Treasury predicting doom on leaving EU should boost Remain

Message about economic risk of leaving EU will get more airings this week

The governor of the Bank of England Mark Carney. Leave campaigners blame his intervention in the debate for a shift towards Remain in recent days

The governor of the Bank of England Mark Carney. Leave campaigners blame his intervention in the debate for a shift towards Remain in recent days

 

With its lurid predictions of recession, job losses and tumbling house prices, yesterday’s Treasury report on the short-term economic impact of Brexit is a bracing read.

It has been published a month ahead of the referendum and the Remain side hopes it will consolidate its lead on the economy, the issue that polls show is most important to voters.

The message about the economic risk of leaving the EU will get a few more airings this week. Bank of England governor Mark Carney will be back before a parliamentary select committee today, ostensibly to talk about monetary policy but he is almost certain to be asked about Brexit.

And leaders of the Group of Seven industrialised countries are likely to add to the chorus of warnings when they meet in Japan later this week.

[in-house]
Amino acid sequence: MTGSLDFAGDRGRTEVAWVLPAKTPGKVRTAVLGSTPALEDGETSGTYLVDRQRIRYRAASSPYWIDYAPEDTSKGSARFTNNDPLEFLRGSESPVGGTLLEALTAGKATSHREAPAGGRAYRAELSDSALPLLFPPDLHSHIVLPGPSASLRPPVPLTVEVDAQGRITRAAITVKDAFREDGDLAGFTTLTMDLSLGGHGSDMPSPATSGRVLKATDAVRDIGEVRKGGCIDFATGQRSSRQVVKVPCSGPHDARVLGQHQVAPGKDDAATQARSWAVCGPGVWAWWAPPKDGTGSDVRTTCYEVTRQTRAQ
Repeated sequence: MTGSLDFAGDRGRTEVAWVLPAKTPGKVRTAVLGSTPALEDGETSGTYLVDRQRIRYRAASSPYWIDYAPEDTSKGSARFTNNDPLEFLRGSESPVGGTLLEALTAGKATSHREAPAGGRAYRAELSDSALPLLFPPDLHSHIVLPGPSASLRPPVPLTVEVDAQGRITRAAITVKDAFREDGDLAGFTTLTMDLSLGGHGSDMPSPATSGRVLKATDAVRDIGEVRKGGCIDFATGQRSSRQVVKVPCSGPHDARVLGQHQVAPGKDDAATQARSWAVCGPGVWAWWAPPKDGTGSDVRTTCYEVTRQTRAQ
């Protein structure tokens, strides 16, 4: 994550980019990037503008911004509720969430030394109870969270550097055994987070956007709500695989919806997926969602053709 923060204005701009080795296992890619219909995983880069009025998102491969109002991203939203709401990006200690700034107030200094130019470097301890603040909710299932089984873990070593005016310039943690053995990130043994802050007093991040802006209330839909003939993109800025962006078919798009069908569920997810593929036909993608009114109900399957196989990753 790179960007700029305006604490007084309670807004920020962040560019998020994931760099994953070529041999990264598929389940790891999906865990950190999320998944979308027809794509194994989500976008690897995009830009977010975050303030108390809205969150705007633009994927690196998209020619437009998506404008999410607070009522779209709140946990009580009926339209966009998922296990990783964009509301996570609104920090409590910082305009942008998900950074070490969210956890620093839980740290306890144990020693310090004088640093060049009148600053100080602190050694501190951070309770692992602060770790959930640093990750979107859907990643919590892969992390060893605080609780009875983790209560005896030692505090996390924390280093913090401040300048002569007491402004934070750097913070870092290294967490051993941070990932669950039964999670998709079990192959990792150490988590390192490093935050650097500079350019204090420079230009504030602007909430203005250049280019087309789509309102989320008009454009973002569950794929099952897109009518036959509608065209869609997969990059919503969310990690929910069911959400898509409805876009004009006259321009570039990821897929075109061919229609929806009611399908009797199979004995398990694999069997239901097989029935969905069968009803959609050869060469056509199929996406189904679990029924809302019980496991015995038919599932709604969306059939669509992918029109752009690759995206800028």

Leave campaigners blame Carney’s intervention in the debate for a shift towards Remain in recent days, acknowledging voters view the banker as an independent figure. A leading figure in the Leave campaign complained to me yesterday that the campaign has been unfair because the government can use the civil service to make its case.

That will end on Friday, when “purdah” is imposed, banning the use of officials by the Remain side. The Leave politician predicted that the campaign will change after that, as it moves from an “air war” to a “ground war”. Interventions such as yesterday’s Treasury report had allowed the Remain side to dominate the air war, he said, but he predicted that Leave’s superior ground operation of volunteers at local level would come into its own from now on.

Leave campaigners’ claims that they have not given up on the economic argument are belied by their strategy, which has shifted to an almost exclusively to immigration.

This week has seen Leave campaigners warn about the impact of Turkish accession to the EU, erroneously claiming Britain does not have a veto on any new member-state joining.

Later this week, Leave will focus on the National Health Service but here too the main argument is about the impact of immigration on the service.

Status quo

The rest of the EU has not yet obliged the Leave side with a fresh crisis over migration or the economy.

An external shock could yet upend the Remain campaign but, for now, the greatest challenge for those who want Britain to remain in the EU is to avoid complacency and do everything possible to motivate their lukewarm supporters to vote on June 23rd.

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